Important:

This article is for information purposes only.

Please remember that financial investments may rise or fall and past performance does not guarantee future performance in respect of income or capital growth; you may not get back the amount you invested.

There is no obligation to purchase anything but, if you decide to do so, you are strongly advised to consult a professional adviser before making any investment decisions.

LMS remortgage index reached second highest peak for Q4 2021

LMS remortgage

The index, produced in partnership with the CEBR, shows the overall healthcheck index reached a 70.1 reading

The LMS Remortgage Healthcheck Index has reached its second highest reading for the fourth quarter of 2021, after rising 2.6 points due to faster growth in average approval values.

The index, produced in partnership with the CEBR, shows the overall healthcheck index reached a 70.1 reading.

This was mostly driven by a 5.7 point increase in the Borrowings Costs indicator, reflecting a narrowing of the gap between mortgage rates and lenders’ funding costs.

The Home Equity and Remortgage Approvals indicators also increased over the quarter, by 5.3 and 2.9 points respectively.

This means the Home Equity index hit a record high of 92 points, following Q3 when the indicator recorded its steepest ever increase since the same period in 2020. This has been attributed to a continued growth in house prices.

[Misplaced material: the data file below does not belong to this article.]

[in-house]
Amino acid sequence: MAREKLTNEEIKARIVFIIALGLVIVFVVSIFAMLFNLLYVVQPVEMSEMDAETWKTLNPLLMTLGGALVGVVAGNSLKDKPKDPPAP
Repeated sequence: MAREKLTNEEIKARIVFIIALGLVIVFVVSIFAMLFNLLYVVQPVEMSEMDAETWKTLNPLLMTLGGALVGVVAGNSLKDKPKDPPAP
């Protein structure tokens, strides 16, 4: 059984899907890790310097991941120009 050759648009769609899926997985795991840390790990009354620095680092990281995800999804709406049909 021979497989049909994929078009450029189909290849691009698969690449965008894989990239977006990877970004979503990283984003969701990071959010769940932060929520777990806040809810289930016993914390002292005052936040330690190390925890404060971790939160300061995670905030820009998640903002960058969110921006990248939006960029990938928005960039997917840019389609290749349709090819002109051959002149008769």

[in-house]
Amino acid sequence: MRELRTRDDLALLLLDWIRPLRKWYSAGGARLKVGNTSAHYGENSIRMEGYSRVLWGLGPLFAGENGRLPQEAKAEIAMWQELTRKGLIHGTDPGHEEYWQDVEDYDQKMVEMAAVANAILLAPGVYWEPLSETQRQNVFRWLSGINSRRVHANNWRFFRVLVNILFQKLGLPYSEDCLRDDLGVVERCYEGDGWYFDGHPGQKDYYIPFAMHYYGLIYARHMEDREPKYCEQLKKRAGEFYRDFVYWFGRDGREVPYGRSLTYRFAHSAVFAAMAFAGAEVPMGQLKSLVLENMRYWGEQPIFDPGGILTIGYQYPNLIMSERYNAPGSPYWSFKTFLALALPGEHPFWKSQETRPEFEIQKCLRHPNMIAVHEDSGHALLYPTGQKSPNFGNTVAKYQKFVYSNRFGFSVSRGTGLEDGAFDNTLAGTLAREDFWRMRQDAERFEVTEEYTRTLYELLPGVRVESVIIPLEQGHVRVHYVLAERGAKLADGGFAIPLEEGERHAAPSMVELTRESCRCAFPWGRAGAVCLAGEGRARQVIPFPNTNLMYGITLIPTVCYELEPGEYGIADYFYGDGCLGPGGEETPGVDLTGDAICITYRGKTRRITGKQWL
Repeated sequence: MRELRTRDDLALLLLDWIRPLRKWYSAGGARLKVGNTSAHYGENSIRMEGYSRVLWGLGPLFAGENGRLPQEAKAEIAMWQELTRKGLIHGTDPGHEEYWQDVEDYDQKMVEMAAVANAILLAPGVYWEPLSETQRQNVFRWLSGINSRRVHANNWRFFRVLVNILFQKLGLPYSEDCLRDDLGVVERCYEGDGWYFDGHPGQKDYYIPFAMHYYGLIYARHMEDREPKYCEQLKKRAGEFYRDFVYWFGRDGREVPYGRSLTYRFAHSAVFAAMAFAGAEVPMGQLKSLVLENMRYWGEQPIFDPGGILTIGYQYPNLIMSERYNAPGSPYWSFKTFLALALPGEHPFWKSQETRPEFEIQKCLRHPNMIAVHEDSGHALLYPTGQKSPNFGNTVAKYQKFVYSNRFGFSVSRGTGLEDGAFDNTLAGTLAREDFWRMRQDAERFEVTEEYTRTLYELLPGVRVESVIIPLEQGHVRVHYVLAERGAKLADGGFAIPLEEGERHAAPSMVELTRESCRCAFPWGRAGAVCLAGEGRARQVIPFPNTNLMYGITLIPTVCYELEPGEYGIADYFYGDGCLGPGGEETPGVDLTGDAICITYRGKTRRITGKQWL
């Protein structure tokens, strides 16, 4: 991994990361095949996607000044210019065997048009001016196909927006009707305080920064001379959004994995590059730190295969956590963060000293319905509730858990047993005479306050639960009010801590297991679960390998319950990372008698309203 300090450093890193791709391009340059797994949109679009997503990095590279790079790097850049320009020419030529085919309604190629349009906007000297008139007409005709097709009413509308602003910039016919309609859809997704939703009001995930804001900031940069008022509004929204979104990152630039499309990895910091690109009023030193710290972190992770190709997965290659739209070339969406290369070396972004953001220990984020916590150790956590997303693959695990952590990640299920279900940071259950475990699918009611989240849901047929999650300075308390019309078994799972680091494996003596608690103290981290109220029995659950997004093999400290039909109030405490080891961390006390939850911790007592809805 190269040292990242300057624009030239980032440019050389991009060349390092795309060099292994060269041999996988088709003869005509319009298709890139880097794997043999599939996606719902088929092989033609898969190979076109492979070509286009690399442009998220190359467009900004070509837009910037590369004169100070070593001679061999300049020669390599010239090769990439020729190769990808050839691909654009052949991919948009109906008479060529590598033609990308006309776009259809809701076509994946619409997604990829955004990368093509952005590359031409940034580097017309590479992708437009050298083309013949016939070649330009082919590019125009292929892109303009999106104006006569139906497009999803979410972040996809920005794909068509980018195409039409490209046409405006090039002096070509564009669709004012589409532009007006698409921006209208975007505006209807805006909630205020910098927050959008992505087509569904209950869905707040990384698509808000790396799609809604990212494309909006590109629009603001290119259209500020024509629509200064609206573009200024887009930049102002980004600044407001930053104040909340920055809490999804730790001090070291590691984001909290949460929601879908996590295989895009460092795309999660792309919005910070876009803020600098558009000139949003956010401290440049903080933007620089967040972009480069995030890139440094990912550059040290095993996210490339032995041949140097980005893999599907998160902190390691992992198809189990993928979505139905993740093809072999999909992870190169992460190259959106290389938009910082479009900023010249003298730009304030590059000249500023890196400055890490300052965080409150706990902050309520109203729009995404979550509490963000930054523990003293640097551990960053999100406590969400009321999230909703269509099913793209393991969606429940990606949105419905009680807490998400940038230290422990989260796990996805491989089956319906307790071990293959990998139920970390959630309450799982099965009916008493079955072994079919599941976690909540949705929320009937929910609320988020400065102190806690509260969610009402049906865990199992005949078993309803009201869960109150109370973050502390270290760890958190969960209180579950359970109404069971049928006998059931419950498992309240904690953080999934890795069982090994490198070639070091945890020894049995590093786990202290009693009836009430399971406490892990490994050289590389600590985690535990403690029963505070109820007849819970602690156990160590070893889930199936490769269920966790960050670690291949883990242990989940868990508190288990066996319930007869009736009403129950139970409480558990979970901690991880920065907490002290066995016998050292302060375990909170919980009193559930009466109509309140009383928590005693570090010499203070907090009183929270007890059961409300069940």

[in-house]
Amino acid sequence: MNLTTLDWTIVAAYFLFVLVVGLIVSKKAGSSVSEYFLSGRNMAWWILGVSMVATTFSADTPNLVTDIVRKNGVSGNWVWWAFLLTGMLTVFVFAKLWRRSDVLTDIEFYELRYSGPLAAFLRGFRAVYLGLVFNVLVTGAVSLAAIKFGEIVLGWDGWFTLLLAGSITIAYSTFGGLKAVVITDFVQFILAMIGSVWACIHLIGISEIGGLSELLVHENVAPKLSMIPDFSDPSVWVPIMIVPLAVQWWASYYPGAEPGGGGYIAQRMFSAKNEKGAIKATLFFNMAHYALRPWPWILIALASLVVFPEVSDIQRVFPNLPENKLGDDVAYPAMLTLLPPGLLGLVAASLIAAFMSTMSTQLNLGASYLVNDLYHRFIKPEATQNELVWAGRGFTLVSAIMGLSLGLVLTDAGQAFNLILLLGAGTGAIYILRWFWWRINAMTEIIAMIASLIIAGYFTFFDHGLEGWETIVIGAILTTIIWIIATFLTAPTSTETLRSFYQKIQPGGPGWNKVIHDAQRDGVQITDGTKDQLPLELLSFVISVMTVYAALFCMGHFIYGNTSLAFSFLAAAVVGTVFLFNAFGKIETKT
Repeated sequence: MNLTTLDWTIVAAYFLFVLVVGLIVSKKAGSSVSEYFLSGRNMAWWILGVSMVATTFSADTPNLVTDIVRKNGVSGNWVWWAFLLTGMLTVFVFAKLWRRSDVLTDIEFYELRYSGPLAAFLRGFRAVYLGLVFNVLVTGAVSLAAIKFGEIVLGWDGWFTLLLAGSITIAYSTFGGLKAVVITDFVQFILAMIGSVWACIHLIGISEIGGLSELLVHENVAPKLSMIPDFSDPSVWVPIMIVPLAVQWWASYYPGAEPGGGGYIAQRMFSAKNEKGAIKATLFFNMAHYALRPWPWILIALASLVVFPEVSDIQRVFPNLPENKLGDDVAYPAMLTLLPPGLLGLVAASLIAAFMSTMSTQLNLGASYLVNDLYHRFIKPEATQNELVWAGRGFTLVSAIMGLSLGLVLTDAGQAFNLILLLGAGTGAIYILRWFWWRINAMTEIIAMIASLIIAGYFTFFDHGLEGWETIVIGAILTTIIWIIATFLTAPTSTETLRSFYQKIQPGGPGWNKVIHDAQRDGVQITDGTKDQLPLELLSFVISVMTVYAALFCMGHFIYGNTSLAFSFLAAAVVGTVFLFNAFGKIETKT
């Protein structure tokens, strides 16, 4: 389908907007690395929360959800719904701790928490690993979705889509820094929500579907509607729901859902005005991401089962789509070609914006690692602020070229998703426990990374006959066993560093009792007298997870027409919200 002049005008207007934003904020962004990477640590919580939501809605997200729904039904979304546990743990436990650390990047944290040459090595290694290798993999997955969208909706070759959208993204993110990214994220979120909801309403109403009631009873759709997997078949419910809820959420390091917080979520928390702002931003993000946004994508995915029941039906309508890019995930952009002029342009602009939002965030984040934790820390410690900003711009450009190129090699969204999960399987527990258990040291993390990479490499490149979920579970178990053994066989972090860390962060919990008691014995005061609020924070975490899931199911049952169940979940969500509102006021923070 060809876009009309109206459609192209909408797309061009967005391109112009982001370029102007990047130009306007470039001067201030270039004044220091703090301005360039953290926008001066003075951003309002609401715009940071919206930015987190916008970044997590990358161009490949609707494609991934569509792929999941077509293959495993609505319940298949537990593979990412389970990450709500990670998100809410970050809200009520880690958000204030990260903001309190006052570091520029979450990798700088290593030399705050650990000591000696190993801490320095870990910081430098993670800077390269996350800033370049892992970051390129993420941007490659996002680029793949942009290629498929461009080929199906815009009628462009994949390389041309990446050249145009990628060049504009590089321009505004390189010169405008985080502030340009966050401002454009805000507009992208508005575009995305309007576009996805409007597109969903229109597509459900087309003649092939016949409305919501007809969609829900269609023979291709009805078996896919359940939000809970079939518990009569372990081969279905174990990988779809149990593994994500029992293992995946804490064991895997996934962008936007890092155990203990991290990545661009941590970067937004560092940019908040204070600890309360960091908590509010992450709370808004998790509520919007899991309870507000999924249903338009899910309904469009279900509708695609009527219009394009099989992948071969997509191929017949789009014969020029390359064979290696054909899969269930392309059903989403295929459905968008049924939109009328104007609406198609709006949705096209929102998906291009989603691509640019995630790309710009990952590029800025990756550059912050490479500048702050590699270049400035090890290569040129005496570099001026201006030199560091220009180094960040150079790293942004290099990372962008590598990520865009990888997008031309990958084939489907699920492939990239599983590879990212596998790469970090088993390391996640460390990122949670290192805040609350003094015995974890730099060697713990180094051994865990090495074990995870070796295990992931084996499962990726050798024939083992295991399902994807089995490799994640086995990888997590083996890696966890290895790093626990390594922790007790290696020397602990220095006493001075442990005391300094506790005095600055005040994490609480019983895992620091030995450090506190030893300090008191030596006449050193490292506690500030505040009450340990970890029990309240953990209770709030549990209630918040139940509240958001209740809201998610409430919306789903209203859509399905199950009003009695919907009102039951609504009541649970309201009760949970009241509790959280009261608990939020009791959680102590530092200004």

The Remortgage Approvals indicator reached 66.1 points for the quarter, reflecting an increase in the number and average value of remortgage loans.

Despite these positive movements, the LMS Borrower Sentiment index remained neutral at 58.6 after dropping 2.2 points.

This is the first drop into neutral territory for the index since Q1 2021.

LMS chief executive Nick Chadbourne says the drop in sentiment is ‘unsurprising’ given the rising cost of living, which forced the Bank of England into a recent rate increase.

Looking ahead, the chief executive says he expects remortgage activity to remain healthy throughout the year.

This is because the two year fixes that saw a spike in popularity when the housing market reopened in 2020 due to low interest rates are now beginning to expire, says Chadbourne.

He says: This expected pipeline of activity is set against the ongoing energy crisis and post-furlough job market, so we’d expect these issues to play a part in the market over the course of this year as people remortgage to free up equity.

Important:

This article is for information purposes only.

Please remember that financial investments may rise or fall and past performance does not guarantee future performance in respect of income or capital growth; you may not get back the amount you invested.

There is no obligation to purchase anything but, if you decide to do so, you are strongly advised to consult a professional adviser before making any investment decisions.